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Spiritual coach leader_mentor_practitioner_volunteer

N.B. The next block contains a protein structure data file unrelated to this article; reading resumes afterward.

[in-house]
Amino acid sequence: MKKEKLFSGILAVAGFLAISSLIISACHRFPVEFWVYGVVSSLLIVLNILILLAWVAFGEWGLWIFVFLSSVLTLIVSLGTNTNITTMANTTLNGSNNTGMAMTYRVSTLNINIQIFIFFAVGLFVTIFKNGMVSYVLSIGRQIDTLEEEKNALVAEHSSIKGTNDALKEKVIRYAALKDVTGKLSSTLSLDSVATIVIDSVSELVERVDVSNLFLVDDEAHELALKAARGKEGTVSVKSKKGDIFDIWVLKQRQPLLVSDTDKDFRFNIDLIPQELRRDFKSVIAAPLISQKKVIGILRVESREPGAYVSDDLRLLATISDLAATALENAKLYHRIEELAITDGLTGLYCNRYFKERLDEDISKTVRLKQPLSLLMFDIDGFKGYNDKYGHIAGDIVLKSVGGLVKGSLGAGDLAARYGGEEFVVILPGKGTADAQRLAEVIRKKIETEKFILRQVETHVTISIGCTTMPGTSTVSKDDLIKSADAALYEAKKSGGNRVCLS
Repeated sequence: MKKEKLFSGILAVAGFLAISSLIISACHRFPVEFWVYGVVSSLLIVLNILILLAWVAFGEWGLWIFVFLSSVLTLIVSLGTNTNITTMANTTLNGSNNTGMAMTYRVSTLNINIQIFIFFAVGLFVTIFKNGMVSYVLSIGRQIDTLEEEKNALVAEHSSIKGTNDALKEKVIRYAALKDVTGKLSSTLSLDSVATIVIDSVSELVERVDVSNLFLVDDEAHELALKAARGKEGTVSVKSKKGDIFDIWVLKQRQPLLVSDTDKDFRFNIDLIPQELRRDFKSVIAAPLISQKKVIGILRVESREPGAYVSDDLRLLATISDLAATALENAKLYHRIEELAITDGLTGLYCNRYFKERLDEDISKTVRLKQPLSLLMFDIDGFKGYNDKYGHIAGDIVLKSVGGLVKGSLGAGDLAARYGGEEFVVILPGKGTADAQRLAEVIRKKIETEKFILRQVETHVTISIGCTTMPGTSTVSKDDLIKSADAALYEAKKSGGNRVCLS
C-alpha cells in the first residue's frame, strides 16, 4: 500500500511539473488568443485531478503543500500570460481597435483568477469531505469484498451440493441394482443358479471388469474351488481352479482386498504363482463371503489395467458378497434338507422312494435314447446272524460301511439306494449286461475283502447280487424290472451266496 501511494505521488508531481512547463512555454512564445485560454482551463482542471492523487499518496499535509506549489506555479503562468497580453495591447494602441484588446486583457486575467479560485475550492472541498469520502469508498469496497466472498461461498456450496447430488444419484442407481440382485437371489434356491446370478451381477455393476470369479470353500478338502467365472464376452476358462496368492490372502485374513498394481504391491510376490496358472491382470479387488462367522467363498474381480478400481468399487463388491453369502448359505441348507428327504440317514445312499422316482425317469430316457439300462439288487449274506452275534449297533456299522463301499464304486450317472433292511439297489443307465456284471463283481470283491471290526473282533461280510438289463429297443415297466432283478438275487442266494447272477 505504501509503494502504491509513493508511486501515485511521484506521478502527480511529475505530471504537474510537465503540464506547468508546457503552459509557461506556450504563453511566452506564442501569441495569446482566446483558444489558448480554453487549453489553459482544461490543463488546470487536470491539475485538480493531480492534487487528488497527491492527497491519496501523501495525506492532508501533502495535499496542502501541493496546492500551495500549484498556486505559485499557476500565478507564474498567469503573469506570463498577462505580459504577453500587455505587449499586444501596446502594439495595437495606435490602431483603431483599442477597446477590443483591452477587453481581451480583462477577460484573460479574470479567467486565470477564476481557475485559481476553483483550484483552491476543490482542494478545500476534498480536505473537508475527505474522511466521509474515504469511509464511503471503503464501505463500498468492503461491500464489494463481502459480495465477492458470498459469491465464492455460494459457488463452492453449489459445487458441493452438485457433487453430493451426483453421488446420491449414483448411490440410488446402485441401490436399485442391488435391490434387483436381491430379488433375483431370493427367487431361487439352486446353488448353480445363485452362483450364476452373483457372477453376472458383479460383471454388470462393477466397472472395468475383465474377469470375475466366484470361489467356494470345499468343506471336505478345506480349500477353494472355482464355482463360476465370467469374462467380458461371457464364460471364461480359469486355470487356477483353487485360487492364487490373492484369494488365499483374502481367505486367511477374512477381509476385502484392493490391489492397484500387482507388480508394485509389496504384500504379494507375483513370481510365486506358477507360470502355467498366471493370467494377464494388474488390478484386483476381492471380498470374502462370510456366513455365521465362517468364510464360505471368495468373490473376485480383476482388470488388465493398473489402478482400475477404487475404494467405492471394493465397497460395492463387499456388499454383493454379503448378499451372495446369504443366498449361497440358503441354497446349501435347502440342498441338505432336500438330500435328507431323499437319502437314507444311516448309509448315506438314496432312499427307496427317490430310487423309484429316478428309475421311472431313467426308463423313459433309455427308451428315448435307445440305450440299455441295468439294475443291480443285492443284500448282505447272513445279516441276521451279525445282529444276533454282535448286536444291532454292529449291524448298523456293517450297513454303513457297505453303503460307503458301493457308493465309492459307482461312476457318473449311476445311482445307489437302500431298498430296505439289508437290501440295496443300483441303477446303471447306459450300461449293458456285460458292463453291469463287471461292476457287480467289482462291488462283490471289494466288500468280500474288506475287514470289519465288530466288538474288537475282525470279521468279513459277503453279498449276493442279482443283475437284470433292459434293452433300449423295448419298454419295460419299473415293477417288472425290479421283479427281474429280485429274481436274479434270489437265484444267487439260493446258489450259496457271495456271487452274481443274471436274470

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  • 1. The Spiritual Coach/Leader/Mentor/Practitioner 2012 Author: Jonathan Dunnemann “Spiritual Intelligence is the nature of goodness, which factually knows the propriety of things as well as the impropriety of things,duty and non-duty, humility and sacrifice, fear, and fearlessness, bondage and liberation.” Chap 18.v.30. SRIMAD BHAGVAD GITAObjective: The “Spiritual Coach/Leader/Mentor/Practitioner” focuses on the emotional, behavioral, social,cultural, spiritual, vocational, and life skills development and growth aspects of another person and worksin a co-creative relationship. The objective is to nurture positive personal attributes that impact positivelyon resilience with the hope of enhancing these attributes and thereby fosteringself-awareness,self-acceptance, and self-efficacy. Resilience is the ability to bounce back from negative life experiences or crises and to continue tostrive towards achieving [full and balanced] self-actualization (Steyn, 2006).Summary: The Spiritual Coach/Leader/Mentor/Practitioner is someone who has a spiritual view of life(including our human nature, work, and the purpose behind one’s calling or lifework), and makes aconscious decision to act and lead according to this vision in his or her role ascoach/leader/mentor/practitioner, to the best of his or her abilities. The Spiritual Coach/Leader/Mentor/Practitioner strives to translate a spiritual view of life intoinstruments (processes, practices, methods, activities, and programs) and behaviorsthat honor this vision,and will contribute to the learning and development of the client/mentee/youth. Coaching/Mentoring is generally defined as, "a relationship over a prolonged period-of-time between two or more people (one-on-one and/or group), where an older, wiser and more experienced adult provides support, guidance, learning and concrete help as needed to improve one‟s capacity to regulate emotion, to combat emotional dysfunction, to improve patterns of thinking and to reduce negative thinking. This is done through personal contact/interaction and restorative practices with persons as they go through life" and by asking and assisting others in the construction of their own autobiography/life-story/narrative. “Restorative practice is the science of building social capital and achieving social discipline through participatory learning and decision making.” “The emerging social science of „restorative practices‟ offers a common thread to tie togethertheory, research and practice in seemingly disparate fields, such as education, counseling, criminaljustice, social work and organizational management (From IIRP website, www.iirp.org/whatisrp.php).”Essential to Spiritual Coaching/Leadership/Mentoring/Practice are the following key processes: Like all methods of practice, spiritual methods are rooted in a set of values. Since spiritualworkpotentially is the most powerful of all practice methods, the spiritually inclusive coach / leader /mentor / practitioner must be focused on the Highest Good and reducing the possibility of causingunnecessary suffering. Page 1